Thursday, 21 November 2013
20XX's Seventh Gen Favs #6 - Crackdown
Power fantasy video games broadly emphasise environmental and psychological disconnects. Players are typically cast as lone adventurers who relentlessly come into conflict with their surroundings. Sand box games exacerbate this feeling, it's just you against an entire city calibrated to your undoing. Crackdown started you out as an athletic human, tasked with droning about a city dispensing jack-boot justice. You had an assigned arsenal, bolstered by arms seizures, with a fleet of cars back at the base. All the better to battle entrenched gangsters. So far so street level. Take your time to explore though and you came into contact with a drip-feed of floating power-ups.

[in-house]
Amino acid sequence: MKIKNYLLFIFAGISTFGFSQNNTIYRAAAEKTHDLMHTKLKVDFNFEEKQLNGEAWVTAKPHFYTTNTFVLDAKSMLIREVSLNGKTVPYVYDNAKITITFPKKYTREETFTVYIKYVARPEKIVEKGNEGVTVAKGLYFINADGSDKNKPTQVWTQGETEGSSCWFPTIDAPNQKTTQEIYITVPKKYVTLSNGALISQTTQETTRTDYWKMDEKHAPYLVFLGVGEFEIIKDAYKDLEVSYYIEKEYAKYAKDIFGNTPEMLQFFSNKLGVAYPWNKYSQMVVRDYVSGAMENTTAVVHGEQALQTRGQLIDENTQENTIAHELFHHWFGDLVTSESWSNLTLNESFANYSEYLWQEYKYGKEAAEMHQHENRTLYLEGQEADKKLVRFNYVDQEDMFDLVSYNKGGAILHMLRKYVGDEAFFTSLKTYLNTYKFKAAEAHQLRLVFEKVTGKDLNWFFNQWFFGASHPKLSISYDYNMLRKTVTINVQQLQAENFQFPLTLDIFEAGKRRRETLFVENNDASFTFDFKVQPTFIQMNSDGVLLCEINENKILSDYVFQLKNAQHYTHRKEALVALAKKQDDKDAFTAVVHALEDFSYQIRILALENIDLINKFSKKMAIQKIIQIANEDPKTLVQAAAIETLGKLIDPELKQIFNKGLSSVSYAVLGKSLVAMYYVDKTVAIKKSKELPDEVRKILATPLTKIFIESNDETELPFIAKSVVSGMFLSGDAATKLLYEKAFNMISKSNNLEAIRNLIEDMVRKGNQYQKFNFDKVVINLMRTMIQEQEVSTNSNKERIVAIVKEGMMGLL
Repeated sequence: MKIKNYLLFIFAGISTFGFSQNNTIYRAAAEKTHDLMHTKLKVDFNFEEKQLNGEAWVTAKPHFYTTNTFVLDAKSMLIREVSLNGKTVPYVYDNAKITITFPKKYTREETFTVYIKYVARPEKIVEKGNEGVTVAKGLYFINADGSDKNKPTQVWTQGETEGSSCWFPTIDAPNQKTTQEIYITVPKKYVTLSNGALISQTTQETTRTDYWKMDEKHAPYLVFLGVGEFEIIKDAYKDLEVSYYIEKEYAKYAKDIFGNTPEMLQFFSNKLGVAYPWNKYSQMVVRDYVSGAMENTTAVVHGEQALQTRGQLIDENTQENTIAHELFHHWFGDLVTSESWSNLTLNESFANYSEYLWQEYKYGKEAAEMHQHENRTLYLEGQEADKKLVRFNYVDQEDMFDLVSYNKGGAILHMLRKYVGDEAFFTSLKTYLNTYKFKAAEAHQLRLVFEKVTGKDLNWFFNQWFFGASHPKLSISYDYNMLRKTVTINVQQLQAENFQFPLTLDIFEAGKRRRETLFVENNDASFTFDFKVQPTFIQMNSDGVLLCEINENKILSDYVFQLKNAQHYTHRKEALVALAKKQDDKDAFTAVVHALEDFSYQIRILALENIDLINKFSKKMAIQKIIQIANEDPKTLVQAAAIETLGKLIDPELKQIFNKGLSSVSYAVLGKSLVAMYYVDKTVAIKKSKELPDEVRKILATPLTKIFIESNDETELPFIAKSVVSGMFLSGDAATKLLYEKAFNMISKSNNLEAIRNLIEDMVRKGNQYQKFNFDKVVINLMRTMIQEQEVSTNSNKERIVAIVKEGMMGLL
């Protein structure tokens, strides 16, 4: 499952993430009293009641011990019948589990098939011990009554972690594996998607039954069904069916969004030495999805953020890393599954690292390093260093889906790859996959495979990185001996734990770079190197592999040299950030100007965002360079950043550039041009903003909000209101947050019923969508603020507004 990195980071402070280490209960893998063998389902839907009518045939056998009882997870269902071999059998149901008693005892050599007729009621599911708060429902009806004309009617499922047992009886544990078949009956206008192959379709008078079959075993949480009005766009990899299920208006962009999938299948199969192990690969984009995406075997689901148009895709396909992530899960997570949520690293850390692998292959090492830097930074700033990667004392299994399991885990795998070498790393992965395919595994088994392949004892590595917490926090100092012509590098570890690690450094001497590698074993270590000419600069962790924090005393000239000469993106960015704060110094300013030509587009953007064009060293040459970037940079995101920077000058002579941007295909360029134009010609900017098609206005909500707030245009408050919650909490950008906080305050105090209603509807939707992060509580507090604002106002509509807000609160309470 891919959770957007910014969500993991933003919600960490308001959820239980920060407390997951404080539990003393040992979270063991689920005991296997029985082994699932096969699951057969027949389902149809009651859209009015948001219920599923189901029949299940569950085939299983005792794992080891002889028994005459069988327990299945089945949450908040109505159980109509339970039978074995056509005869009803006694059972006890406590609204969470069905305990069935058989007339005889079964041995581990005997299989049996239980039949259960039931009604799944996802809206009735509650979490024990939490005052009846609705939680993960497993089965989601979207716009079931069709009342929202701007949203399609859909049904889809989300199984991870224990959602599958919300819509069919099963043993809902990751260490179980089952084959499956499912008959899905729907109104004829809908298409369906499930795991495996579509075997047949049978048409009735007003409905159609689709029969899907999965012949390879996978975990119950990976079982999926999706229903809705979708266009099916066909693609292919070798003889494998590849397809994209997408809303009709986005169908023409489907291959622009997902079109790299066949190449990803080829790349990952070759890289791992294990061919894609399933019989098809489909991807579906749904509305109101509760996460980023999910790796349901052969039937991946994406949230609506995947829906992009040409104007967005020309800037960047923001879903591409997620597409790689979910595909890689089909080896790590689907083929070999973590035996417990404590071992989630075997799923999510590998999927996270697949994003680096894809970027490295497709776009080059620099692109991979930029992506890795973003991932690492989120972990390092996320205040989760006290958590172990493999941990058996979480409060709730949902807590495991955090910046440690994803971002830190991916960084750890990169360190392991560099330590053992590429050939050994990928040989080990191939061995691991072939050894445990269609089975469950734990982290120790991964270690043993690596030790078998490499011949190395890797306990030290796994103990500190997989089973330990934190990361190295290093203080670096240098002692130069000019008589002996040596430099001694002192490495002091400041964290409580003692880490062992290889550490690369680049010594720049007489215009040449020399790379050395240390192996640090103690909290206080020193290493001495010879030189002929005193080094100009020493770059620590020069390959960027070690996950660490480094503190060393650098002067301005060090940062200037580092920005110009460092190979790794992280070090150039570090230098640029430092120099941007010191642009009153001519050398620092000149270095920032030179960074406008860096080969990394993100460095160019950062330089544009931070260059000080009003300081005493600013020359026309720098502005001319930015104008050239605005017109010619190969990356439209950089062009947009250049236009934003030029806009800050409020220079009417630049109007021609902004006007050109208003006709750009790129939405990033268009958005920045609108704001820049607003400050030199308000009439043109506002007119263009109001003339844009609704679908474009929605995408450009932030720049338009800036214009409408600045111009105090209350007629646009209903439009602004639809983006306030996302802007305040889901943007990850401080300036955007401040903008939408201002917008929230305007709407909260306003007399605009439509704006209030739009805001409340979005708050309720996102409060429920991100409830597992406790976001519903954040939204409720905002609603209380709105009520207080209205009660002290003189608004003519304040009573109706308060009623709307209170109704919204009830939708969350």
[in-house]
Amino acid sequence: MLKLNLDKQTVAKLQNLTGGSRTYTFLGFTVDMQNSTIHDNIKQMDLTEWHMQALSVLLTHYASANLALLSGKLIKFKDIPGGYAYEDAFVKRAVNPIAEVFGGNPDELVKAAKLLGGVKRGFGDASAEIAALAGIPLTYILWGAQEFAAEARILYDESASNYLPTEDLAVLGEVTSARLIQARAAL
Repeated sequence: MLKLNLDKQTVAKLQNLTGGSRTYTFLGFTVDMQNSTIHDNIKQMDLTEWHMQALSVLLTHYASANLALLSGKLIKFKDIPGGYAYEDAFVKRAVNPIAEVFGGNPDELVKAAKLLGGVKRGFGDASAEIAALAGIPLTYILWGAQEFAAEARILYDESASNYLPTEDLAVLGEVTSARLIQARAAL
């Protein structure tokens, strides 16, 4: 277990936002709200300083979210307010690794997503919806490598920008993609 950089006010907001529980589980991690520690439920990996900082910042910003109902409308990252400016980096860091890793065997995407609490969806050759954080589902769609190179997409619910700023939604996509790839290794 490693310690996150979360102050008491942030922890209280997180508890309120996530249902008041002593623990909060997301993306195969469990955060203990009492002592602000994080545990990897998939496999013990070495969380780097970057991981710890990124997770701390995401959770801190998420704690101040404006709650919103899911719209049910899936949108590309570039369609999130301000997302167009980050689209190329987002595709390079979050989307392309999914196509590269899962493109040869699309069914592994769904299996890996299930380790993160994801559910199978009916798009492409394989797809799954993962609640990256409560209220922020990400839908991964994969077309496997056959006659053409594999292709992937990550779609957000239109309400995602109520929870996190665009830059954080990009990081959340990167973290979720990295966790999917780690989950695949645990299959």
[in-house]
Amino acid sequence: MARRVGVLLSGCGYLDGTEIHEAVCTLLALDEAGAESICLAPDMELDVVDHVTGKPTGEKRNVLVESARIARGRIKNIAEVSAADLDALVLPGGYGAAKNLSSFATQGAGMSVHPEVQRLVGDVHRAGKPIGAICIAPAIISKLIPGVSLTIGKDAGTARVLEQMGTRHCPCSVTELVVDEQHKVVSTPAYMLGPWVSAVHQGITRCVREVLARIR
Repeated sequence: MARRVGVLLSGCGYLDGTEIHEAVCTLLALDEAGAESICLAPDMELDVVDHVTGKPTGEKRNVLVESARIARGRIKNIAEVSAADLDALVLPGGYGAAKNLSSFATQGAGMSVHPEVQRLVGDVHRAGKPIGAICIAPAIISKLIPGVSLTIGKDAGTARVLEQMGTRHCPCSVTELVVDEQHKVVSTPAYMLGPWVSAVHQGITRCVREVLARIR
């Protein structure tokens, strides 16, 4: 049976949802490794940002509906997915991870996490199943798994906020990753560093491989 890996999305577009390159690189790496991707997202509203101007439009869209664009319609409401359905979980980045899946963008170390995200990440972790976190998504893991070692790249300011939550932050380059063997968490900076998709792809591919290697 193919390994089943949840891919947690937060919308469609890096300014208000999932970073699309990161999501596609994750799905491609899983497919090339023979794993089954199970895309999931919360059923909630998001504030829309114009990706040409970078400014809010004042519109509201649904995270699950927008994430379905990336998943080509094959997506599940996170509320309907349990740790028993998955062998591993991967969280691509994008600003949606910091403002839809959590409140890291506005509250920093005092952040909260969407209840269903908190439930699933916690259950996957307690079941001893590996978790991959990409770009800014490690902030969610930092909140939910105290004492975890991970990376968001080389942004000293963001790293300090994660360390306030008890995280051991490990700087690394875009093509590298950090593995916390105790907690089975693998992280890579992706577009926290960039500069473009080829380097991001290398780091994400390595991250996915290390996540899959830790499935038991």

Snatch enough and eventually your abilities were raised far beyond the mortal realm. Max out your stats though, and you'd barely need equipment. You were now the weapon. At peak you could leap tens of feet vertically and horizontally, your territory now in the sky. This created an immediate disconnect. Your landscape was transformed from urban grime to an airy, skyscraping loneliness. Feuding with criminals began to seem less vital, maybe even trivial. They could be thwarted in brief, hopping blitzkriegs, your limits rarely tested. Interest shifted to exploring and testing the upper limits of your character's physicality. Could I make that jump? Is the top of that building within my reach? This agenda break also emphasised the condition of your avatar, a blank slate super-soldier, unwillingly locked into reward tasks and undaunted by morality. You didn't explore your super-identity by crushing inferiors, you deconstructed it through escape.